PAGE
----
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Cultural Clashes Hrm

By absolutmarre Oct 12, 2008 872 Words
INTERNATIONAL HUMAN RESOURCE MANAGEMENT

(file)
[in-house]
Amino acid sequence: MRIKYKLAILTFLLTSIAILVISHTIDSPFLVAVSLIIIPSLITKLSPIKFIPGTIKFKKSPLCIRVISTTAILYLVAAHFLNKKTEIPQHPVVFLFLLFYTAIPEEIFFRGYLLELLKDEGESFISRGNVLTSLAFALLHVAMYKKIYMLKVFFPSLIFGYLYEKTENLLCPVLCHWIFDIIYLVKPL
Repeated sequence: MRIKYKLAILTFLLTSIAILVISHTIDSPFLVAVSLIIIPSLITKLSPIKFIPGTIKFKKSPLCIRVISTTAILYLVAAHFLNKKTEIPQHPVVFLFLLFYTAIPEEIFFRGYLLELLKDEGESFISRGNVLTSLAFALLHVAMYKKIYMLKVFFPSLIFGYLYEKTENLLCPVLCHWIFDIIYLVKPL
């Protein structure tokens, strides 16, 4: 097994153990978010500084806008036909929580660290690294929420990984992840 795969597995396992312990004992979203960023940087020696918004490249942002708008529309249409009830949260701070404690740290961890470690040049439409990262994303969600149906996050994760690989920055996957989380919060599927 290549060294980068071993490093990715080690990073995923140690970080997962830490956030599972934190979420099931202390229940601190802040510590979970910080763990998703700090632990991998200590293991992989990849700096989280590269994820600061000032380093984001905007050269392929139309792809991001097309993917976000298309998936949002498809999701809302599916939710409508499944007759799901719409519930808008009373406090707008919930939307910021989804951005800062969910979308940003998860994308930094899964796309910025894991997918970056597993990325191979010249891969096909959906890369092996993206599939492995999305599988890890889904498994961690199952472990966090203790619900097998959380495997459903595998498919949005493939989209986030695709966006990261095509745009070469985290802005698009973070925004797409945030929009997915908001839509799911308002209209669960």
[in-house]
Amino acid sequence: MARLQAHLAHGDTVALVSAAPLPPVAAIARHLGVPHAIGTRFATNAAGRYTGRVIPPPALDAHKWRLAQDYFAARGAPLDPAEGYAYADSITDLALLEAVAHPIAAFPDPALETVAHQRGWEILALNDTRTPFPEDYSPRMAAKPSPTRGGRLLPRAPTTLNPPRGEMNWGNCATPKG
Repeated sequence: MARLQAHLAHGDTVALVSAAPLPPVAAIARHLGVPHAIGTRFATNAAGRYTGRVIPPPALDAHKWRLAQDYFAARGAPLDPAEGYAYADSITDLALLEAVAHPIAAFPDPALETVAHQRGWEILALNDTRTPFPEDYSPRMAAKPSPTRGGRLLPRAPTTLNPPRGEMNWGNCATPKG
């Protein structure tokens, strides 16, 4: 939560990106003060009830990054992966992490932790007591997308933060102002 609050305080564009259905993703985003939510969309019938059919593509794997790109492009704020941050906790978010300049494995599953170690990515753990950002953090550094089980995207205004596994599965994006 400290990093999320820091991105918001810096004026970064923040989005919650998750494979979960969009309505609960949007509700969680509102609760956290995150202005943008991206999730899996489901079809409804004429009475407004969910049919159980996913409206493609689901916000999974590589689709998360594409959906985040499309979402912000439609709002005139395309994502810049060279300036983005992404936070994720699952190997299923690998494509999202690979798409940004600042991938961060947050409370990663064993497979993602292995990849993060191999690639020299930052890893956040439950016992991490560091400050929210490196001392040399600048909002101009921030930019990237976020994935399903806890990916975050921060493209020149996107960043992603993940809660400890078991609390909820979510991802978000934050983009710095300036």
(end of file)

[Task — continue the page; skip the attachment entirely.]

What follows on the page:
The main causes of the differences between Swedish managers and Spanish employees come as a result of the scepticism that the Swedish management style creates. The avoidance of formal planning and unwritten manuals makes Spanish employees feel confused about their tasks. So, instead of encouraging learning and taking own initiatives as individuals they become inefficient due to the fact that they are waiting for someone to tell them what to do. Showing awareness to costs, searching for new solutions, team spirit and informal relationships with managers is something that differs from what is considered as normal. For someone used to hierarchical organizations and its clear definitions of responsibilities and knowing who’s in charge there’s no surprise that Spanish react with suspiciousness to what they are exposed to. The informality in the recruitment based on competence and not belonging is also something new and unknown. As IKEA has created a culture with no formal career path the culture becomes even harder for other cultures to understand since they see no direct linkage between their work and rewards. Understanding something built on humbleness and learning form experience as prerequisites for moving up the ladder will of course appear as weird for someone used to more structured environments. Moving up the promotion ladder is important to Spanish employees, with IKEAs system there is no clear definition of when or how you will move up except through long-term commitment. During these circumstances Spanish employees are likely to feel more threatened than supported by the system. The main causes of cultural clashes between managers from Sweden and employees in Spain originate from difference in socio- cultural dimensions and a lack of understanding for these cultural values. Following information would have been useful for IKEAs management: It has been stated by Hofstede that Swedish organizational and management culture is low in power distance, indicating participative, equality and flat organizations, while Spanish managers and employees have a culture with higher power distance, characteristic for organizations based on hierarchies with a more paternalistic approach. When it comes to the dimension of uncertainty avoidance Swedes tend to be more comfortable than Spanish employees with higher degrees of flexibility who prefers situations characterised with a high degree of certainty through control, rules and regulations. While Swedes highly favour individualism, acting as individuals with individual incentives Spanish has a strong preference for collectivism and being a part of a cohesive group. But, they are also proud individualist who can have difficulties in cooperating. Hofstede distinguishes between hard masculine values, such as assertiveness and competition, and feminine soft values, such as life quality and caring about others. Swedes are low in their masculinity while Spanish emphasizes a medium level of masculinity. In 1991 Hofstede added a fifth dimension to the previous four called long-term orientation. IKEA aims to foster a culture where people grow as they develop greater commitment to the company. This has created an environment in which long-term perspectives are seen as more appropriate which can be confusing for Spanish who prefer short-term targets to know their direction. Swedes see rules and regulations superior and something that should be applied universally to everyone, universalism, while in Spain people favour a particularist culture by seeing relationships as more important “Why employ someone that you don’t know when you can employ someone that you already know?” (Jackson, 2002). While Sweden is more achievement oriented Spain can be seen as more ascription oriented, meaning that their status is achieved through family background or other prior factors. Spanish culture can be defined as a culture with higher power distance than Swedish while also being less individualistic. Therefore Swedish managers could provide their Spanish employees with better guidelines, both oral and written, in order to strengthen their understanding. Both masculinity and uncertainty avoidance are higher in Spain, clearer descriptions of the importance soft values as a way long term success and prescriptions how to practise the freedom of flexibility would be desirable to overbuild scepticism. Spanish loyalty is primarily aligned towards their families and not towards larger collectives. Managers therefore need to work hard on making employees understand the importance of team work, job engagement and its linkage to better performance. Spanish focus is socially oriented rather than task oriented and they highly emphasises quality of life rather than job engagement. Managers shall understand this cultural preference but make sure that while at work employees engagement is in accordance with the corporation’s rules and regulations. Since self-expression and climbing on the promotion ladder is important to Spanish, managers needs to find a way to allow employees to feel important. Inequality, hierarchy, little participation in decision making, and paternalistic relationships with managers are factors contributing to Spanish employees certainty, the key issue for Swedish managers is how to promote IKEAs culture so that employees feel secure. Clearer career paths are one example. If Spanish managers operated in Sweden within the IKEA group they would have to adapt to all of the cultural values mentioned in section two. This is due to the fact that IKEA culture is highly constituted based on these “Swedish” fundamental values as a part of their business strategy and belief.

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